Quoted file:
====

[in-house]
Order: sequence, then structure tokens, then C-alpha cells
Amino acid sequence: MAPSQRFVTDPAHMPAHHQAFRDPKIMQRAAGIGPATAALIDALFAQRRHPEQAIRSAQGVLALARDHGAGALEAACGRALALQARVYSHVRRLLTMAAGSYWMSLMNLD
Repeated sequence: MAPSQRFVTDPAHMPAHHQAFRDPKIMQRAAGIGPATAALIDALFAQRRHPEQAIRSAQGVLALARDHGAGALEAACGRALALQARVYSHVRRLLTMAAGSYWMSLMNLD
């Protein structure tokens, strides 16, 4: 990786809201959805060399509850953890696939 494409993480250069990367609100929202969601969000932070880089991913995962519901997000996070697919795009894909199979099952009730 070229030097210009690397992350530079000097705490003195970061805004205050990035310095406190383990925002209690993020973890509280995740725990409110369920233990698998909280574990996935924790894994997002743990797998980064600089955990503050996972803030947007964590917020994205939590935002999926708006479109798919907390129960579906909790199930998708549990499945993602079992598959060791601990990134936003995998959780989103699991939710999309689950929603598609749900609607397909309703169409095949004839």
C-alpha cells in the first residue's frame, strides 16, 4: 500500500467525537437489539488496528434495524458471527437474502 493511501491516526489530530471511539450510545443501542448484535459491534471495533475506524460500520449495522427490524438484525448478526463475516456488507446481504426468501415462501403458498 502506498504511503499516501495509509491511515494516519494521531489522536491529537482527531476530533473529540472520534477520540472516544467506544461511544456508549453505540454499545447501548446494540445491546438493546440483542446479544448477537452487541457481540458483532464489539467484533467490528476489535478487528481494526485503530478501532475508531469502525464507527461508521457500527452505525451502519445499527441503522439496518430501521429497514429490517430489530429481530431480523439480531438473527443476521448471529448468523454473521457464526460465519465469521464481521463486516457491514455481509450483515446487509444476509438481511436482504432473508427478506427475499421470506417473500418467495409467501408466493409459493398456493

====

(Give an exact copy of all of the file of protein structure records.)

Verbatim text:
[in-house]
Order: sequence, then structure tokens, then C-alpha cells
Amino acid sequence: MAPSQRFVTDPAHMPAHHQAFRDPKIMQRAAGIGPATAALIDALFAQRRHPEQAIRSAQGVLALARDHGAGALEAACGRALALQARVYSHVRRLLTMAAGSYWMSLMNLD
Repeated sequence: MAPSQRFVTDPAHMPAHHQAFRDPKIMQRAAGIGPATAALIDALFAQRRHPEQAIRSAQGVLALARDHGAGALEAACGRALALQARVYSHVRRLLTMAAGSYWMSLMNLD
């Protein structure tokens, strides 16, 4: 990786809201959805060399509850953890696939 494409993480250069990367609100929202969601969000932070880089991913995962519901997000996070697919795009894909199979099952009730 070229030097210009690397992350530079000097705490003195970061805004205050990035310095406190383990925002209690993020973890509280995740725990409110369920233990698998909280574990996935924790894994997002743990797998980064600089955990503050996972803030947007964590917020994205939590935002999926708006479109798919907390129960579906909790199930998708549990499945993602079992598959060791601990990134936003995998959780989103699991939710999309689950929603598609749900609607397909309703169409095949004839």
C-alpha cells in the first residue's frame, strides 16, 4: 500500500467525537437489539488496528434495524458471527437474502 493511501491516526489530530471511539450510545443501542448484535459491534471495533475506524460500520449495522427490524438484525448478526463475516456488507446481504426468501415462501403458498 502506498504511503499516501495509509491511515494516519494521531489522536491529537482527531476530533473529540472520534477520540472516544467506544461511544456508549453505540454499545447501548446494540445491546438493546440483542446479544448477537452487541457481540458483532464489539467484533467490528476489535478487528481494526485503530478501532475508531469502525464507527461508521457500527452505525451502519445499527441503522439496518430501521429497514429490517430489530429481530431480523439480531438473527443476521448471529448468523454473521457464526460465519465469521464481521463486516457491514455481509450483515446487509444476509438481511436482504432473508427478506427475499421470506417473500418467495409467501408466493409459493398456493